I told their dad about the boyfriends when he got home from work. No exaggeration - he turned gray and nauseous looking. I saw an opportunity to drive home the point that every father of a girl must know . . . you are the blueprint for the boyfriends. Everything you do and say has an impact on your daughters' self-esteem and future relationships. Consider your every move. He nodded meekly.

Yesterday in the car, Violet and I were stopped in traffic and a man walked by who might have been homeless or at the very least, going through some hard times. “That’s not my boyfwend.” Well, I’m glad. “My boyfwend is wittle.” I asked her about the last time she saw her boyfriend. ”He doesn’t go to my freschool anymo.” Oh, thank god. I don’t care if he’s imaginary or not.

Thursday, May 20, 2010

Direct from EDD!

I was just about to post about my new job. It's official! I'm part of the online TA pool for Blah-blah University. There were no suggestions for improvement in my final week of training, even though I did the bulk of it on two hours of sleep. Think of what will be possible when fully rested . . . I'll be assisting the hell out of those college re-entry students.

Anyway, I have a hiring teleconference tomorrow and the language is all very cautious. I am part of the pool. There is no guarantee of hours. I will get a lump sum for each class instead of an hourly rate, which isn't great. I have to somehow "apply" to be a TA for every class. However, after two years and three months, I WILL be off unemployment FOR GOOD in the near future. I'm pretty sure that once I add this job to the tutoring I already have, I will be meeting my baseline for financial independence. You really have no idea what this means to me. I will be celebrating cautiously tonight . . . I will sip one glass of chardonnay while wearing my bike helmet (I can't tell if that image is funny or weird but I'm leaving it in).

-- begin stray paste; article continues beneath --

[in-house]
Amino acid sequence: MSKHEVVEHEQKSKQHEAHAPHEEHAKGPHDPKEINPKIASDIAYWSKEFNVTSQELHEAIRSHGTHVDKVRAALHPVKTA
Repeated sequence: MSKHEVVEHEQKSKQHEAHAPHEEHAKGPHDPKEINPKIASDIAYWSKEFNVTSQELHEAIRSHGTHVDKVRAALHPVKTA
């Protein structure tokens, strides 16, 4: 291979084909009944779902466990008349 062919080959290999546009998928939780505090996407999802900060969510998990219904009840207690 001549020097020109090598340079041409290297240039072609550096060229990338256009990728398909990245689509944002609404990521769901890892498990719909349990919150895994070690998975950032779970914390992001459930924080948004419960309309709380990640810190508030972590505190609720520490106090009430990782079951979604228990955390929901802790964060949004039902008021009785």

But here's what I'm REALLY EXCITED about and there's no need for caution . . . OK, so after looking at Google Analytics, it's apparent that by far, most of my blog traffic is generated from a handful of posts going back several months about the EDD aka California's unemployment department. Obviously, there are a lot of unemployed people searching for information regarding extensions. Getting info from the EDD is not easy. Most of the time when you call in now, the recorded message is there are already so many calls that they can't even put you on hold.

You can email EDD and wait a few days, and they will get back to you. That's all fine, but that can be a long time when you're experiencing financial panic. And sometimes, when they do get back to you, you might find that the answer isn't totally clear or you have a follow-up question, and then it's back to waiting for another answer. I've gone back and forth several times with EDD in the past.